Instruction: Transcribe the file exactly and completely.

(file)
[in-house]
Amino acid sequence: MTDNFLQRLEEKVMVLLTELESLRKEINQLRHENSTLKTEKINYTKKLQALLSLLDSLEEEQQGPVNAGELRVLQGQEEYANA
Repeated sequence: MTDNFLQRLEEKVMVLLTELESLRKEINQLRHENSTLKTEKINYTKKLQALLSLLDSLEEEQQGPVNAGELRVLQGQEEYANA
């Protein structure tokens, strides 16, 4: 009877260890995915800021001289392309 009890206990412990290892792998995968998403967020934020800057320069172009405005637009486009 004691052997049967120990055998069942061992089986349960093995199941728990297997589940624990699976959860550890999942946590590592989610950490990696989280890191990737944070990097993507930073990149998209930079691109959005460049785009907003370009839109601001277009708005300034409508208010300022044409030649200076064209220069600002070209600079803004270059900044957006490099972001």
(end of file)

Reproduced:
[in-house]
Amino acid sequence: MTDNFLQRLEEKVMVLLTELESLRKEINQLRHENSTLKTEKINYTKKLQALLSLLDSLEEEQQGPVNAGELRVLQGQEEYANA
Repeated sequence: MTDNFLQRLEEKVMVLLTELESLRKEINQLRHENSTLKTEKINYTKKLQALLSLLDSLEEEQQGPVNAGELRVLQGQEEYANA
């Protein structure tokens, strides 16, 4: 009877260890995915800021001289392309 009890206990412990290892792998995968998403967020934020800057320069172009405005637009486009 004691052997049967120990055998069942061992089986349960093995199941728990297997589940624990699976959860550890999942946590590592989610950490990696989280890191990737944070990097993507930073990149998209930079691109959005460049785009907003370009839109601001277009708005300034409508208010300022044409030649200076064209220069600002070209600079803004270059900044957006490099972001």